5 tricks to master the upcoming time change with your kids
Daylight saving time will be back this Sunday. While adults are quick to get used to the time change, many children struggle with the transition. Here’s a light-hearted guide to help your family through it.
Let’s be honest, when do you ever know off the top of your head if you’ll be getting an extra hour – or an hour less – of sleep on that fateful Saturday night? I have to think the entire thing through with every time change: «If it’s supposed to be light out longer, that means the sunset has to be an hour later.» Ergo, the clock must be advanced by one hour – effectively robbing us of an hour of sleep.
Twice a year, as sure as night follows day, the debate of whether the time change makes any sense takes place. What quite a few people may not be aware of is that daylight saving time hasn’t been around in Switzerland for all that long – just 41 years. Unlike our neighbouring countries, which introduced daylight saving time in 1916 with the aim of saving energy, Switzerland didn’t immediately hop on the bandwagon. The main reason for hesitating was the milking rhythm of cows. There was also a fear of health consequences, especially in schoolchildren. After many states had abolished daylight saving time in the post-war period, it was reintroduced on a large scale by the current EU member states in 1980. Switzerland only followed in 1981 – for six months, there was a time difference between it and its neighbouring countries.
All of this faffing around with the time change could soon be over. Four years go, the European Parliament decided to abolish it. Each country will be able to decide for itself whether it’ll permanently stick to winter or summer time, although it’s safe to assume that the countries will coordinate their choices. It remains to be seen whether Switzerland will follow suit or once again mutate into an isolated island of different time.
Simulation, exhaustion and maximum efficiency
For the time being, we adults will get to continue complaining about getting an hour less sleep in spring, or rejoicing that we get to stay in bed an hour longer in autumn. Still, it’s typically relatively easy for us to get used to the new time. Not so in the case of children who have to get used to the new rhythm every half year.
Most parents can tell you a thing or two about how tedious time changes can be. Getting up on Sunday is easy enough; we just have brunch with the kids at 10 a.m. (instead of 9 a.m.). Bedtime is where the trouble begins. At 8 p.m. the kiddos should be fast asleep – which, of course, they’re not, because their internal clock says it’s 7 p.m. Come Monday morning, no one’s having a good time. The alarm clock rings at 7 a.m., and the kids have to be dragged out of bed, as it still feels like 6 a.m. to them. In an effort to avoid the drama on Tuesday morning, we insist on bedtime at 8 p.m. on Monday evening – which still proves difficult.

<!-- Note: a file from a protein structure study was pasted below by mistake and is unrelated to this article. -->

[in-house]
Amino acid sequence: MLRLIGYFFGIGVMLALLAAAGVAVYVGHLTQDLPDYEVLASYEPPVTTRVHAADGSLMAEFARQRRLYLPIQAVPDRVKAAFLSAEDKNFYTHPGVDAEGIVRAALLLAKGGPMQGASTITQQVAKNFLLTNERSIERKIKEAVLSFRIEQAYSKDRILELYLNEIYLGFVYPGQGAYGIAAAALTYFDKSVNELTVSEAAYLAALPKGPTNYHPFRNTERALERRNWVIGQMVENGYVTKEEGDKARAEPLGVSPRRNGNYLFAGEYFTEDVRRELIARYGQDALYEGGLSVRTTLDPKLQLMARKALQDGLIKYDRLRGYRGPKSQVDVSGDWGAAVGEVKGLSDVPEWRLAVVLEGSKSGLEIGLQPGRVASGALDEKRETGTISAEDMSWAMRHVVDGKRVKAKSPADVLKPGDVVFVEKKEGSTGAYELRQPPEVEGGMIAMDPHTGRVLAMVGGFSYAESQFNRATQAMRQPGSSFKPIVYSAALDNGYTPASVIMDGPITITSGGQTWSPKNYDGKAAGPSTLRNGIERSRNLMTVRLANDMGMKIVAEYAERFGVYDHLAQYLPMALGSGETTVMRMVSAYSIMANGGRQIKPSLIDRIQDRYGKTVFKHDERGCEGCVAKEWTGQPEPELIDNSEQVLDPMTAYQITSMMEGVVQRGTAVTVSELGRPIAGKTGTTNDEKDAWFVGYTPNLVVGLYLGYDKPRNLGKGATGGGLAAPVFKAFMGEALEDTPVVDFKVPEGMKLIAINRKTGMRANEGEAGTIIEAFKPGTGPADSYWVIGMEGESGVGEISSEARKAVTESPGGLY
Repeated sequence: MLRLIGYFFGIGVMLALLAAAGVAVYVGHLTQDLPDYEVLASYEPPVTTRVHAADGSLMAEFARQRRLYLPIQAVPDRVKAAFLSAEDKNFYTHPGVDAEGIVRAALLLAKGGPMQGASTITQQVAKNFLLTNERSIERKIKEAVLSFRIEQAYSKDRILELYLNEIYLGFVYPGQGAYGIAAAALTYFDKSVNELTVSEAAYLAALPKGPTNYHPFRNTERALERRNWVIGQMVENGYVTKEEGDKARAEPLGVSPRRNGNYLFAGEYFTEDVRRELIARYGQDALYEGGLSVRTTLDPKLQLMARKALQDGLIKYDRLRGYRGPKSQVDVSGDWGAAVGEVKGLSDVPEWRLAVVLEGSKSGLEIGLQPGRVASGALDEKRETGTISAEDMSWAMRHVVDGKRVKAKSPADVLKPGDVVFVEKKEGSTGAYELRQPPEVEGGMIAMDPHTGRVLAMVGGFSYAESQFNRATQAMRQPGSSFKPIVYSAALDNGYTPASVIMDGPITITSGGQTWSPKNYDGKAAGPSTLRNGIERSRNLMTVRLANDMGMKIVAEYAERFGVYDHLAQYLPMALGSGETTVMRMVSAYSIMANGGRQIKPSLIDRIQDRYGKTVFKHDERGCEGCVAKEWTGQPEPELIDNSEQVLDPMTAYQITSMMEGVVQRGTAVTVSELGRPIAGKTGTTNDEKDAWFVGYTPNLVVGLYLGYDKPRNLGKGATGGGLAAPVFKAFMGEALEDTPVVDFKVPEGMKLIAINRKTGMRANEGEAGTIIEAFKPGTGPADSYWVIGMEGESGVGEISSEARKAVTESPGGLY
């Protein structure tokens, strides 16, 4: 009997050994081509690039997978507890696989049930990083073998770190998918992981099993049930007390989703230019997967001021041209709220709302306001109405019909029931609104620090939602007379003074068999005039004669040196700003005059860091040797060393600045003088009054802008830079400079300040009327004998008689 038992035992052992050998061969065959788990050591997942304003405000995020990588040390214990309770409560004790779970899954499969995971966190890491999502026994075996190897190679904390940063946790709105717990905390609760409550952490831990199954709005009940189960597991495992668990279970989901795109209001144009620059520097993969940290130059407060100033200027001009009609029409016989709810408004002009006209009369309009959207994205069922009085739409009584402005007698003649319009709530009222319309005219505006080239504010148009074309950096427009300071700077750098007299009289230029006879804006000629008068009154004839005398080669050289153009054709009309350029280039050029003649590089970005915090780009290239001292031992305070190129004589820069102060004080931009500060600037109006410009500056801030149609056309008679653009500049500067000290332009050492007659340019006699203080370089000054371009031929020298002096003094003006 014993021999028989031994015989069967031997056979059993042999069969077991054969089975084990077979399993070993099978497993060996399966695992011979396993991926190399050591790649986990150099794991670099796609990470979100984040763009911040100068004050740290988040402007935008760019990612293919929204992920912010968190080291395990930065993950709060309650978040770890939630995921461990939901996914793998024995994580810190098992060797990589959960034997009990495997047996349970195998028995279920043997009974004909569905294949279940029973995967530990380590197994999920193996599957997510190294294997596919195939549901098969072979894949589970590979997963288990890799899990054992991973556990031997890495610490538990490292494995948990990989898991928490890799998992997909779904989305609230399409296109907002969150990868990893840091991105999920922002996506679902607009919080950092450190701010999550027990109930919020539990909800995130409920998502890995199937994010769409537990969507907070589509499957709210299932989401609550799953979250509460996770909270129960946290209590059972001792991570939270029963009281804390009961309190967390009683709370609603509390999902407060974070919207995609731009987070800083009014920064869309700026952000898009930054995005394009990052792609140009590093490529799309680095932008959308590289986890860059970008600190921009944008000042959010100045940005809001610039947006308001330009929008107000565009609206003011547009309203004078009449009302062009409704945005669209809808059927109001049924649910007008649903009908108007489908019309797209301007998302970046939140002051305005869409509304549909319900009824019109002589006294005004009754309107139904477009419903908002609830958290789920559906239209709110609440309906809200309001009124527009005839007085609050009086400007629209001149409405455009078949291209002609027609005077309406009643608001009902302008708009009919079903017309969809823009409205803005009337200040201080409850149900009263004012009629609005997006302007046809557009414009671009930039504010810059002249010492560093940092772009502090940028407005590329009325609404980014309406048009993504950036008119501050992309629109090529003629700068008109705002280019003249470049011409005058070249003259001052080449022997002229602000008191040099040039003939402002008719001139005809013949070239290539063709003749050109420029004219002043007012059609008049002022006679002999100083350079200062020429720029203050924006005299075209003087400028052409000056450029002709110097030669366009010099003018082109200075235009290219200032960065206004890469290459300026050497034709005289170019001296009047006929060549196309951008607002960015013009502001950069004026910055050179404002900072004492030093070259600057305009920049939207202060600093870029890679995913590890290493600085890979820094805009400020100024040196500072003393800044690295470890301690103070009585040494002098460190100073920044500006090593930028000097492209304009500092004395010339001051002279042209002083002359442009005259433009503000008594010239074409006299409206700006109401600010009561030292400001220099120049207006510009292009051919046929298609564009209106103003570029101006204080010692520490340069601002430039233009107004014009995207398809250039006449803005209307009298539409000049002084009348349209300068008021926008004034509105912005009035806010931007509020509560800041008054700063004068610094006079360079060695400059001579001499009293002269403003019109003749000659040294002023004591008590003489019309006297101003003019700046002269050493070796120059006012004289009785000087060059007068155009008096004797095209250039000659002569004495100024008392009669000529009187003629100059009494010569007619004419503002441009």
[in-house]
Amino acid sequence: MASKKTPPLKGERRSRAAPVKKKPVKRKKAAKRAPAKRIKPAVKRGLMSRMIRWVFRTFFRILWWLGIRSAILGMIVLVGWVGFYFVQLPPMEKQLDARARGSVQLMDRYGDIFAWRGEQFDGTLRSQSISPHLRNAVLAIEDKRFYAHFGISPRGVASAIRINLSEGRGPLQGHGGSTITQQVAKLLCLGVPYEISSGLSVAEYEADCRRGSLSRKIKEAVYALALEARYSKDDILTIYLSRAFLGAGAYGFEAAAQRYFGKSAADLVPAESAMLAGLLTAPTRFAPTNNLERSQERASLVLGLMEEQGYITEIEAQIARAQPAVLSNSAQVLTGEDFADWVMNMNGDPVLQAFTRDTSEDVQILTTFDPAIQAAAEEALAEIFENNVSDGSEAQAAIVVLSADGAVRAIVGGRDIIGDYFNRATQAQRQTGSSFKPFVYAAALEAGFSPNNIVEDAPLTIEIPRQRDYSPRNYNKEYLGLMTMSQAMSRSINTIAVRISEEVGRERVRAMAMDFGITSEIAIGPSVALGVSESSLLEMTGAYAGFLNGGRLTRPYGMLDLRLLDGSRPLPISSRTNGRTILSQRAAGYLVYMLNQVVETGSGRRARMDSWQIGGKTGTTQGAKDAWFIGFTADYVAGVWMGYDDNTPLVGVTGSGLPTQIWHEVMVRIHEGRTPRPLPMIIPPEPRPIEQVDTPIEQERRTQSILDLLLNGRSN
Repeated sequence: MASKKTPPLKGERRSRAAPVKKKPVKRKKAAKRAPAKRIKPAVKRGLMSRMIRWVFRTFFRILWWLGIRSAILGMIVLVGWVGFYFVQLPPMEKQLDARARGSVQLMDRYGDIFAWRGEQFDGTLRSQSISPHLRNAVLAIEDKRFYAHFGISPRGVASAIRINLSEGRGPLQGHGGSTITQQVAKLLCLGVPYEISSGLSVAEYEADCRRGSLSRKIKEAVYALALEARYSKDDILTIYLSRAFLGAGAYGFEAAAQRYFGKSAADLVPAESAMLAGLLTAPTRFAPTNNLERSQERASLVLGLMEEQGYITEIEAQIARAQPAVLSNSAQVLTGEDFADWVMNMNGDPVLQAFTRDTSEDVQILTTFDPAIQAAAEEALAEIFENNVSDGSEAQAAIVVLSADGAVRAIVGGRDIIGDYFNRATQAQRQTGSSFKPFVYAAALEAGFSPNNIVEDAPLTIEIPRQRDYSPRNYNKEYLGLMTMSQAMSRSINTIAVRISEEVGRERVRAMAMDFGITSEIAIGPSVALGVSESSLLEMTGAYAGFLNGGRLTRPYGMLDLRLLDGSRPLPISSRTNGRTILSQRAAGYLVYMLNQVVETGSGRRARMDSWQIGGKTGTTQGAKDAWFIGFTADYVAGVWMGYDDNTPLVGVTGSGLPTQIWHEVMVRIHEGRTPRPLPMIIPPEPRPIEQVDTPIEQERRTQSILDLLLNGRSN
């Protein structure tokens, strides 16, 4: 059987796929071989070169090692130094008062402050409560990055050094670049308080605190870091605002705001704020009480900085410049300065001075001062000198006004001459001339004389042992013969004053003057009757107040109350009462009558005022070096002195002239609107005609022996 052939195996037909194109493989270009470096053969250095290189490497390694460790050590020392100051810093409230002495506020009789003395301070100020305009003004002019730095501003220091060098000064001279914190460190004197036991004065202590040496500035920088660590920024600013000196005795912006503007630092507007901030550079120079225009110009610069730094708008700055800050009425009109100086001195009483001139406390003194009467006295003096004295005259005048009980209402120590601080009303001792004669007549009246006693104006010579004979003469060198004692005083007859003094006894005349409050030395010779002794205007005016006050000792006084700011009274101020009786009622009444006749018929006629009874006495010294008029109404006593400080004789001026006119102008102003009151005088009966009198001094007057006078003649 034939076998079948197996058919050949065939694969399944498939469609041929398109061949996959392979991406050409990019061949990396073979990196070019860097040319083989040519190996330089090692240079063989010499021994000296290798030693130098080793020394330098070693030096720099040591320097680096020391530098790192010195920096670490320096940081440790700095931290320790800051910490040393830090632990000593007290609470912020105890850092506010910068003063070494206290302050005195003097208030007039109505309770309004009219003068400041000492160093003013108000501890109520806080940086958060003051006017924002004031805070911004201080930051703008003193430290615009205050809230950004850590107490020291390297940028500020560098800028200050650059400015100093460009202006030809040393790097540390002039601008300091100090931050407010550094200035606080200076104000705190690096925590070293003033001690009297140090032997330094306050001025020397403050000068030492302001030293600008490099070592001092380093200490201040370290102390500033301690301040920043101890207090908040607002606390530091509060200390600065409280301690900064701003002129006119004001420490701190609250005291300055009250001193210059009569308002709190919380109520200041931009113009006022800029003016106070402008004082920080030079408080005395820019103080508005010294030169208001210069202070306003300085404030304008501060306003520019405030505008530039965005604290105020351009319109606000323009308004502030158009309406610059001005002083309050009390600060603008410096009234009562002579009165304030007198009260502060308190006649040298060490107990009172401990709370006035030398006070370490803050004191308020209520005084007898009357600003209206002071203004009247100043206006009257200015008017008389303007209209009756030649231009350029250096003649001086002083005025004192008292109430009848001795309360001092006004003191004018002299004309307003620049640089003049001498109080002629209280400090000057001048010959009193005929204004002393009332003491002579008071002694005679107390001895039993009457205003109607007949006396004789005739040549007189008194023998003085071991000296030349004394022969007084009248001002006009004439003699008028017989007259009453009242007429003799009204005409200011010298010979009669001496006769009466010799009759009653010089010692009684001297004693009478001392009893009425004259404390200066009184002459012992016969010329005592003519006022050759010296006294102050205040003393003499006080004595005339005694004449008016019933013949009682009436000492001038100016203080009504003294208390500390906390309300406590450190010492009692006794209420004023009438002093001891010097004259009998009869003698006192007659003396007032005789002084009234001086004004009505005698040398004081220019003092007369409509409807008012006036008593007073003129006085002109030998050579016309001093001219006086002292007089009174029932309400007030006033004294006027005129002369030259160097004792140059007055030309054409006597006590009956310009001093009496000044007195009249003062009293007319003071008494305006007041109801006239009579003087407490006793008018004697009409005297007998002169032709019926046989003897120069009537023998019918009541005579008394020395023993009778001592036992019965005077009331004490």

But there are tricks you can use to make the time change easier on your kids. Here are five of them.
1. Anticipate the time change
Anticipate and simulate the time change, so to speak. Start secretly easing into the time change a week before it actually happens to minimise the blow. Although it is, admittedly, unfortunate that your kids won’t be able to play with their neighbourhood friends for quite as long because dinner is being served at 5 p.m.
2. Encourage efficiency
Prepare the children for the time change and work out a compromise. For example, «You may sleep until 7:45 a.m. – but then you’ve got to be speedy in the morning.» (Which, admittedly, will likely not pan out.)
3. Allow your child to get truly exhausted
Make the Sunday after the time change an ultra-intense experience out in the fresh air. That way, your kid will be totally exhausted in the evening and will hopefully want to go to bed earlier than usual and fall into a comatose sleep.
4. Simulate the nighttime
Coming out of the winter months, children are used to falling asleep in the dark. So, close the curtains or lower the blinds. To simulate the perfect night, you can even glue stars and a moon to the curtain.
5. Get a doctor’s note
If none of these tips help, you might, as a last resort, be able to get a doctor’s note from your paediatrician attesting «time change intolerance». That way, your child may come to school one hour later. Of course, you’ll have to make sure your child catches up on any missed schoolwork at home.
Last but not least: if you don’t have any children yet, it’s best to wait until the time change is definitively abolished in Switzerland.
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